This morning we walked across the street and caught a bus into Granada. As always, the first time you step off the bus, train, or metro you stand there for a minute or two just to see if there is anything that might look familiar. Of course it wouldn’t look familiar because we had been there before, it would be because we saw a picture of it in one of our many tour books. Today wasn’t any different, we had no idea of which way to go first, so watching the locals disperse from the bus, we just watched which way most of them were going. It works most of the time, and it worked again today. Within 25 minutes, we were talking to the TI office, have a map in our pocket, and received some of the other important pieces of information….the internet cafes, cathedrals, palaces, etc. The old town and the new town of Granada come together easily. There are good signs to find your way around. The city isn’t too large so you can walk to just about everything that you might want to see in just no time. We did do a lot of hill walking today, but that was interspersed with stops throughout the day. We visited the Cathedral, which is one of two Renaissance churches and the second largest in Spain. They are doing some repairing on the interior, but we still had a good chance to see most of it. The pipe organ is one of the largest we have seen yet. All the trumpets, huge to tiny pipes, and all the gold…wow. The interior columns are gigantic. They look the size of a very old giant red wood tree, and they form their own forest for all there are in the church. Next door is the Royal Chapel. This is the 16th century Gothic chapel with the tombs of Queen Isabel, King Ferdinand, and their heirs to the throne, their daughter Juana “The Mad” and her husband King Philip “The Fair”. Prior to taking this trip, I had a life that I thought had been somewhat trained in the histories of Europe, but now that I’ve been here I can see just how little I did know. Yes, I knew some about King Ferdinand and Queen Isabel, Christopher Columbus and on and on. Now that we have stood at the foot of the tombs of all three of them, and many more Saints, Popes, Kings, Queens, Pharaohs, and others, it has kindled a need to know more. Fortunately, I have a good teacher in my wife.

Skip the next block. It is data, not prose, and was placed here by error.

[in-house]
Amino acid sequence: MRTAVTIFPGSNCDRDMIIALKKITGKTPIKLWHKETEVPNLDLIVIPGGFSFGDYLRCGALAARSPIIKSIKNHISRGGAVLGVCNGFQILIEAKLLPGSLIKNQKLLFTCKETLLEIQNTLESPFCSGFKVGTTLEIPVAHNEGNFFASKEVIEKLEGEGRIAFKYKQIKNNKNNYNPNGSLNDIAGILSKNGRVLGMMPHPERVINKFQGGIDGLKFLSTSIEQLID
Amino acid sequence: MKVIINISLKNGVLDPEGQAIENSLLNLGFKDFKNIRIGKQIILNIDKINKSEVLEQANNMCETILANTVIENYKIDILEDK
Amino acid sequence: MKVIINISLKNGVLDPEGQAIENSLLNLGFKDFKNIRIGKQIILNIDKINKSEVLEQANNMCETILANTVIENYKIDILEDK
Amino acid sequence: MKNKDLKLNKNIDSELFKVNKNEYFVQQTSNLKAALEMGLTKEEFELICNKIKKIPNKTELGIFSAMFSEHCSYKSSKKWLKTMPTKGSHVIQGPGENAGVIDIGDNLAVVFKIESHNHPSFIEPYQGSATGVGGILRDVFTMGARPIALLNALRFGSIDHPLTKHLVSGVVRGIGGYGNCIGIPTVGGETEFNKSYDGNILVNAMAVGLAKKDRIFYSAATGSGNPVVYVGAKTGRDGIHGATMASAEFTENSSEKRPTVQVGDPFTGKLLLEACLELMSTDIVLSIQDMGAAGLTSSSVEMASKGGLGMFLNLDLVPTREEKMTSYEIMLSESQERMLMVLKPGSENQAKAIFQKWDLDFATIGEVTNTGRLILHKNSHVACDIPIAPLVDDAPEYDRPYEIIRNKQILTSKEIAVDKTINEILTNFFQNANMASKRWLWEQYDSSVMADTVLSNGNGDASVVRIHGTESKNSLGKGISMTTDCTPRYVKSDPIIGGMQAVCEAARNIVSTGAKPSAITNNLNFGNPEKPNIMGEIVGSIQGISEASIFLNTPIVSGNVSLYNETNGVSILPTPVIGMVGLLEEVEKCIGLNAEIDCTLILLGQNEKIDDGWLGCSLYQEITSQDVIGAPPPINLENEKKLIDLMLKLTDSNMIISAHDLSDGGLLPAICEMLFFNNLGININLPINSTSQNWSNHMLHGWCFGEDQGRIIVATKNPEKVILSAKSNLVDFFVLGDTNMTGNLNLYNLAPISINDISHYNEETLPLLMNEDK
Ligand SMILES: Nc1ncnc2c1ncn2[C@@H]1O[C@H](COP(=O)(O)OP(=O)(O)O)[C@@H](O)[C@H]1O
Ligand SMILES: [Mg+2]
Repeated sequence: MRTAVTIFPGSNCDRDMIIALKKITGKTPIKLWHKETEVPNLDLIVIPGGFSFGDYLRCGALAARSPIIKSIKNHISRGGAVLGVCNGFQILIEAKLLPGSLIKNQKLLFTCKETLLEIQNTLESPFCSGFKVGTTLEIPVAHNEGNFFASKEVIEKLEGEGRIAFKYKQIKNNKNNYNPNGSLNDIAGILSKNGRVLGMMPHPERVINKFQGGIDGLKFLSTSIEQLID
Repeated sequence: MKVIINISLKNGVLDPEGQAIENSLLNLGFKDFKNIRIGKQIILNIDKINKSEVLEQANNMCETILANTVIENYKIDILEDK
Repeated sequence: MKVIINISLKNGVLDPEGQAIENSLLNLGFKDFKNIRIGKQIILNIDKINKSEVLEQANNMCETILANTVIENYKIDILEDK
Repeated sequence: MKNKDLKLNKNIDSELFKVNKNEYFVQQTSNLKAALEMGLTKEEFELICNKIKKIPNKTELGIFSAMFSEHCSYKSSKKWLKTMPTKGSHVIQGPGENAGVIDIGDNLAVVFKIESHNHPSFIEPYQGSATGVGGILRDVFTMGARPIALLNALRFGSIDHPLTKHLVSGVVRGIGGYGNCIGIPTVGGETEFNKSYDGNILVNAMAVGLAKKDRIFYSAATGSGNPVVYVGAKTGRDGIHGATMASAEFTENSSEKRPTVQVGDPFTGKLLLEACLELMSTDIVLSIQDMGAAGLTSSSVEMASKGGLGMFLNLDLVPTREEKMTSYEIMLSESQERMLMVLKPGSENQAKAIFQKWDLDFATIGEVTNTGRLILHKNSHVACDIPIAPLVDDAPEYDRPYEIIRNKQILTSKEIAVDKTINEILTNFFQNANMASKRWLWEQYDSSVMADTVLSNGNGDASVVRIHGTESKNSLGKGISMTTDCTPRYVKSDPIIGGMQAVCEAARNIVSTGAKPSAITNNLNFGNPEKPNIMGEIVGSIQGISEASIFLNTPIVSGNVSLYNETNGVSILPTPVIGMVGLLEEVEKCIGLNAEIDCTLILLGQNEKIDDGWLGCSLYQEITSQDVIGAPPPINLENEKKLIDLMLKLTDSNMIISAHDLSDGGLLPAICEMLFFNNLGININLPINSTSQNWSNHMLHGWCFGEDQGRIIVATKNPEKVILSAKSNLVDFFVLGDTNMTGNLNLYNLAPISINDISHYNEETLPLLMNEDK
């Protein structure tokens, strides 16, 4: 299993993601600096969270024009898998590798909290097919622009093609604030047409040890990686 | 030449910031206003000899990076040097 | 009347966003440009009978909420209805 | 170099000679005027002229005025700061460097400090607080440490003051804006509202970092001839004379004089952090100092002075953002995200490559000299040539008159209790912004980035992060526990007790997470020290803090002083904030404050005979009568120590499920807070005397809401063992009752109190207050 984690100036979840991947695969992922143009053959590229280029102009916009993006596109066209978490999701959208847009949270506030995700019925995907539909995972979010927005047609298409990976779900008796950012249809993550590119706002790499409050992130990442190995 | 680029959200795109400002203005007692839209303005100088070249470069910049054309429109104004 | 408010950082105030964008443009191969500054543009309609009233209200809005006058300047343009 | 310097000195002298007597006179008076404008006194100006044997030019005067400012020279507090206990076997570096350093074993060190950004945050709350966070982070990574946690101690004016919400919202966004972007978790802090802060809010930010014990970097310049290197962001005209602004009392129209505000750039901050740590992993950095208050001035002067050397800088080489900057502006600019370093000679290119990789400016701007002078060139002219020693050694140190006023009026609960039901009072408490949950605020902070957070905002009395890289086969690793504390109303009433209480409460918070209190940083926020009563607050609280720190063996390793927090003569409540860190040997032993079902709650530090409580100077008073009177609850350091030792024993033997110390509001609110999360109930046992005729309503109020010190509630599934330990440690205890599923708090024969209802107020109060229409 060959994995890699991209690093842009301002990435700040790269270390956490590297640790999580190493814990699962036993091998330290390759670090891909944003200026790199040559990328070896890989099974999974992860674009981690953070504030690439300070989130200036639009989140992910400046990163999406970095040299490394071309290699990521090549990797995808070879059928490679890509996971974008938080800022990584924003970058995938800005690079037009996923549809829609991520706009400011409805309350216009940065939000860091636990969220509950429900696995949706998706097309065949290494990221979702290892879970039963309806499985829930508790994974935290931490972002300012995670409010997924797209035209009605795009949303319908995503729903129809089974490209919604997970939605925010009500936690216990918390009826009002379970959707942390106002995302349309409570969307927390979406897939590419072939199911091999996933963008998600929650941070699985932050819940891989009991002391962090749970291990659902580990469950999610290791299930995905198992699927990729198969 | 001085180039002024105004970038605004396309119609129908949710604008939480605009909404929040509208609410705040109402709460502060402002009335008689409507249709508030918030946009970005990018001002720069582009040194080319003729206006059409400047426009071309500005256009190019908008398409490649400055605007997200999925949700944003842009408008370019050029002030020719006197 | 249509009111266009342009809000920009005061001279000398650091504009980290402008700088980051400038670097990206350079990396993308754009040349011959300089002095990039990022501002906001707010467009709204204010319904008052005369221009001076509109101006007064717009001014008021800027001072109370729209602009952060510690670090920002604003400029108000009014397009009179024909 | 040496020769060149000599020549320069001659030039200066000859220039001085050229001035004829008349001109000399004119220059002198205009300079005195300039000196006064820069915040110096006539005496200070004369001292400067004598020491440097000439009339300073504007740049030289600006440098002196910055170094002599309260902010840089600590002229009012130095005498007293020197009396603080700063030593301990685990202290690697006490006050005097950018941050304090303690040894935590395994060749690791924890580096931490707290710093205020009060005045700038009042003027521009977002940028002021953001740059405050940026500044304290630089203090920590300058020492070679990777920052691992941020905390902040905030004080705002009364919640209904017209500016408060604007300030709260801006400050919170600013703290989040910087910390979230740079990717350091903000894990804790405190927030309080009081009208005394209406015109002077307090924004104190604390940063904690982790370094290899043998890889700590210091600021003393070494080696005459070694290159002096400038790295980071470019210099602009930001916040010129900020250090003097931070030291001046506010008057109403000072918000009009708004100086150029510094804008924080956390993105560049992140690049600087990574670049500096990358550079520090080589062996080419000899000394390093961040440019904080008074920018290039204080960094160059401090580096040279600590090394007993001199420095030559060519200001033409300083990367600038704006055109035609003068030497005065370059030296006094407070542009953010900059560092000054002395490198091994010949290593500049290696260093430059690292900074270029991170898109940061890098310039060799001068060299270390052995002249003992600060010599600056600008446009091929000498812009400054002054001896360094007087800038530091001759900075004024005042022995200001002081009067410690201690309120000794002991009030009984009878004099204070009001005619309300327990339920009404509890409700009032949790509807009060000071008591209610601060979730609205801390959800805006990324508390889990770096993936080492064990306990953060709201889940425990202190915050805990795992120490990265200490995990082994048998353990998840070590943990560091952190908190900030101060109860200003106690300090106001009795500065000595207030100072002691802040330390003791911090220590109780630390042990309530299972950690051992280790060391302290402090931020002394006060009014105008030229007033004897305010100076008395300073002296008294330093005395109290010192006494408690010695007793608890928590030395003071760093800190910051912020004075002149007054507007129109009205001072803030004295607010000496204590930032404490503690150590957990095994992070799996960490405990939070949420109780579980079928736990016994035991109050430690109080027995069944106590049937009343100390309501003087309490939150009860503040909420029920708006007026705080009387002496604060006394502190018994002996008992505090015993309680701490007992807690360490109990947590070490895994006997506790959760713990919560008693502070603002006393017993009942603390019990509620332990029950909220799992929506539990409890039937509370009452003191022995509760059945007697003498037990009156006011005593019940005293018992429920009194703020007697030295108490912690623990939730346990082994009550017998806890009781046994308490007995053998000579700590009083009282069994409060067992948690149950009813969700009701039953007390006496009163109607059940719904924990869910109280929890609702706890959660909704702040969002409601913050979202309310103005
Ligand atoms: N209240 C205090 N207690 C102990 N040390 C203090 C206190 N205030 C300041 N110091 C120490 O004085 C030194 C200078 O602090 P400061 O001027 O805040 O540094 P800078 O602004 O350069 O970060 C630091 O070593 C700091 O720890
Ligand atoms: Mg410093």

Lucky for us, we decided to take the umbrella with us, for like last night, it rained off and on most of the day. We weren’t bothered too much by it because of the time we spent visiting all the sites. One of the churches we did get into today wasn’t even mentioned in the tour books, and I thought it was absolutely beautiful. It was un-like any other we have seen. It was called Nuestra Senora de las Angustias. It would do it an injustice to describe what we saw, so if my pictures turn out, you will have a chance to see what I’m talking about. Now a little about some special people that live here in Granada…the Gypsies or “Gitano”. They have found a special home here in Granada. The people of Granada not only tolerate them, they have made them feel welcome (as long as they stay in the Sacromonte. There are about 50,000 Gitano’s living here and we have come across them with just about every corner we have come to. Some of the ladies are selling sprigs of rosemary and the men are trying to shine your shoes. The downfall from their sales techniques is that while they are doing that, they are also trying to get into your pocket…really, “their” hands into your pockets… We were approached many times, but when I waved the umbrella at them, they got the heck out of the way. On the other hand, it was fun to watch them work on the unaware. We didn’t see them get into any ones pocket or purse, but it wasn’t for not trying. Ok, that’s it for the day, but tomorrow we will be back. We are going to have to finish our site-seeing in Granada soon, as this morning we had some pretty heavy snow fall all around us and the forecast is for a lot more to come this week.